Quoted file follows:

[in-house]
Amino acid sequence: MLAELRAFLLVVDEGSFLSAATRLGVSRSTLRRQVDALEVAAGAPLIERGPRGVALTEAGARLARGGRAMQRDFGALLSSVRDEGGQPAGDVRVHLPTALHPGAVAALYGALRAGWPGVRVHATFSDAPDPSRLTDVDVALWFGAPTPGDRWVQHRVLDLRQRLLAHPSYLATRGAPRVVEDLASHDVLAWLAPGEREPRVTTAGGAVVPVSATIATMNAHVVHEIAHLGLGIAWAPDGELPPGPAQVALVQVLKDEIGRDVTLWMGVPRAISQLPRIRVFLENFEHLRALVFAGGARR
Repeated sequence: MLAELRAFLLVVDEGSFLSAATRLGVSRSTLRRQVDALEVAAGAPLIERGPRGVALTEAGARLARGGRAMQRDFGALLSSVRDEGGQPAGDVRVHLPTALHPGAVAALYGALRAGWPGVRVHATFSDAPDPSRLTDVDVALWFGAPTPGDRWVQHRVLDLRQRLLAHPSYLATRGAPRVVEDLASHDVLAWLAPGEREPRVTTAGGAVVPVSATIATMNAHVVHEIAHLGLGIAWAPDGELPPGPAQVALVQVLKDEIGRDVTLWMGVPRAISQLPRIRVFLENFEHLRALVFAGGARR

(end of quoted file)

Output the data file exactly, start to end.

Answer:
[in-house]
Amino acid sequence: MLAELRAFLLVVDEGSFLSAATRLGVSRSTLRRQVDALEVAAGAPLIERGPRGVALTEAGARLARGGRAMQRDFGALLSSVRDEGGQPAGDVRVHLPTALHPGAVAALYGALRAGWPGVRVHATFSDAPDPSRLTDVDVALWFGAPTPGDRWVQHRVLDLRQRLLAHPSYLATRGAPRVVEDLASHDVLAWLAPGEREPRVTTAGGAVVPVSATIATMNAHVVHEIAHLGLGIAWAPDGELPPGPAQVALVQVLKDEIGRDVTLWMGVPRAISQLPRIRVFLENFEHLRALVFAGGARR
Repeated sequence: MLAELRAFLLVVDEGSFLSAATRLGVSRSTLRRQVDALEVAAGAPLIERGPRGVALTEAGARLARGGRAMQRDFGALLSSVRDEGGQPAGDVRVHLPTALHPGAVAALYGALRAGWPGVRVHATFSDAPDPSRLTDVDVALWFGAPTPGDRWVQHRVLDLRQRLLAHPSYLATRGAPRVVEDLASHDVLAWLAPGEREPRVTTAGGAVVPVSATIATMNAHVVHEIAHLGLGIAWAPDGELPPGPAQVALVQVLKDEIGRDVTLWMGVPRAISQLPRIRVFLENFEHLRALVFAGGARR